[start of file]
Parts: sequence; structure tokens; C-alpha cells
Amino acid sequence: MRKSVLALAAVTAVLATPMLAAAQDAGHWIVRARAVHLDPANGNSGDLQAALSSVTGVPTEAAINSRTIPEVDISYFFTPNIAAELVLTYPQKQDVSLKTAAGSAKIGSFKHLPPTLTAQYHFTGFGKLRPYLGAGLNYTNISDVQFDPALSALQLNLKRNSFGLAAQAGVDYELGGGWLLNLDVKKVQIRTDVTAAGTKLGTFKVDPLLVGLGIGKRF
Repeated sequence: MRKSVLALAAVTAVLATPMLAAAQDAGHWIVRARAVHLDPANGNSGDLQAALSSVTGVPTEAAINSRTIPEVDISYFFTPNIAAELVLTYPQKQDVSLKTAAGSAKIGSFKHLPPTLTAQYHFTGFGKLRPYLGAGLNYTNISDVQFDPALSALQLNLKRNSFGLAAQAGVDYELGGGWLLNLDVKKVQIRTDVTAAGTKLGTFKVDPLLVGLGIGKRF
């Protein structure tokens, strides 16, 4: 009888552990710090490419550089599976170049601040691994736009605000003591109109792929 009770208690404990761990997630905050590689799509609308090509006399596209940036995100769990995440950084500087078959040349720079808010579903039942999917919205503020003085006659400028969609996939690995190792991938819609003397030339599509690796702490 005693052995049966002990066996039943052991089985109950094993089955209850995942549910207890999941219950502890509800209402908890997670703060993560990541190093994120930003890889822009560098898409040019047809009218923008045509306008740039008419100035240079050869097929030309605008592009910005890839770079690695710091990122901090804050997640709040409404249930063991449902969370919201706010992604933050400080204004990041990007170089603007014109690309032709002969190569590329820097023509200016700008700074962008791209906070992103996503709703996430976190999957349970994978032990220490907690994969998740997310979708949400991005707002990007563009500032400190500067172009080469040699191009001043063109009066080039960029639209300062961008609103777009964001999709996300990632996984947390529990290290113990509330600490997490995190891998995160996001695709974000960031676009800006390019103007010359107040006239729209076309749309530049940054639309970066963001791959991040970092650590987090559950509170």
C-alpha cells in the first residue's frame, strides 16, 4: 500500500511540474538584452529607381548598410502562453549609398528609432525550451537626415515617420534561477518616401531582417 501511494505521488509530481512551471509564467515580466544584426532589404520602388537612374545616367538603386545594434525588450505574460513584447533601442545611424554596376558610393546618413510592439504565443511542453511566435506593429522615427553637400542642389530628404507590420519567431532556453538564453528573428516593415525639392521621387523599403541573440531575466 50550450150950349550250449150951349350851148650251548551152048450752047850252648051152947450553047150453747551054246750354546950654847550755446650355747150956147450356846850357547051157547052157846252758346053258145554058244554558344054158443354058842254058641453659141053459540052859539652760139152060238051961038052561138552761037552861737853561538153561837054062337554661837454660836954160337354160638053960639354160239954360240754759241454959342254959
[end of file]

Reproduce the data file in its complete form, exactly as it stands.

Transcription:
Parts: sequence; structure tokens; C-alpha cells
Amino acid sequence: MRKSVLALAAVTAVLATPMLAAAQDAGHWIVRARAVHLDPANGNSGDLQAALSSVTGVPTEAAINSRTIPEVDISYFFTPNIAAELVLTYPQKQDVSLKTAAGSAKIGSFKHLPPTLTAQYHFTGFGKLRPYLGAGLNYTNISDVQFDPALSALQLNLKRNSFGLAAQAGVDYELGGGWLLNLDVKKVQIRTDVTAAGTKLGTFKVDPLLVGLGIGKRF
Repeated sequence: MRKSVLALAAVTAVLATPMLAAAQDAGHWIVRARAVHLDPANGNSGDLQAALSSVTGVPTEAAINSRTIPEVDISYFFTPNIAAELVLTYPQKQDVSLKTAAGSAKIGSFKHLPPTLTAQYHFTGFGKLRPYLGAGLNYTNISDVQFDPALSALQLNLKRNSFGLAAQAGVDYELGGGWLLNLDVKKVQIRTDVTAAGTKLGTFKVDPLLVGLGIGKRF
């Protein structure tokens, strides 16, 4: 009888552990710090490419550089599976170049601040691994736009605000003591109109792929 009770208690404990761990997630905050590689799509609308090509006399596209940036995100769990995440950084500087078959040349720079808010579903039942999917919205503020003085006659400028969609996939690995190792991938819609003397030339599509690796702490 005693052995049966002990066996039943052991089985109950094993089955209850995942549910207890999941219950502890509800209402908890997670703060993560990541190093994120930003890889822009560098898409040019047809009218923008045509306008740039008419100035240079050869097929030309605008592009910005890839770079690695710091990122901090804050997640709040409404249930063991449902969370919201706010992604933050400080204004990041990007170089603007014109690309032709002969190569590329820097023509200016700008700074962008791209906070992103996503709703996430976190999957349970994978032990220490907690994969998740997310979708949400991005707002990007563009500032400190500067172009080469040699191009001043063109009066080039960029639209300062961008609103777009964001999709996300990632996984947390529990290290113990509330600490997490995190891998995160996001695709974000960031676009800006390019103007010359107040006239729209076309749309530049940054639309970066963001791959991040970092650590987090559950509170």
C-alpha cells in the first residue's frame, strides 16, 4: 500500500511540474538584452529607381548598410502562453549609398528609432525550451537626415515617420534561477518616401531582417 501511494505521488509530481512551471509564467515580466544584426532589404520602388537612374545616367538603386545594434525588450505574460513584447533601442545611424554596376558610393546618413510592439504565443511542453511566435506593429522615427553637400542642389530628404507590420519567431532556453538564453528573428516593415525639392521621387523599403541573440531575466 50550450150950349550250449150951349350851148650251548551152048450752047850252648051152947450553047150453747551054246750354546950654847550755446650355747150956147450356846850357547051157547052157846252758346053258145554058244554558344054158443354058842254058641453659141053459540052859539652760139152060238051961038052561138552761037552861737853561538153561837054062337554661837454660836954160337354160638053960639354160239954360240754759241454959342254959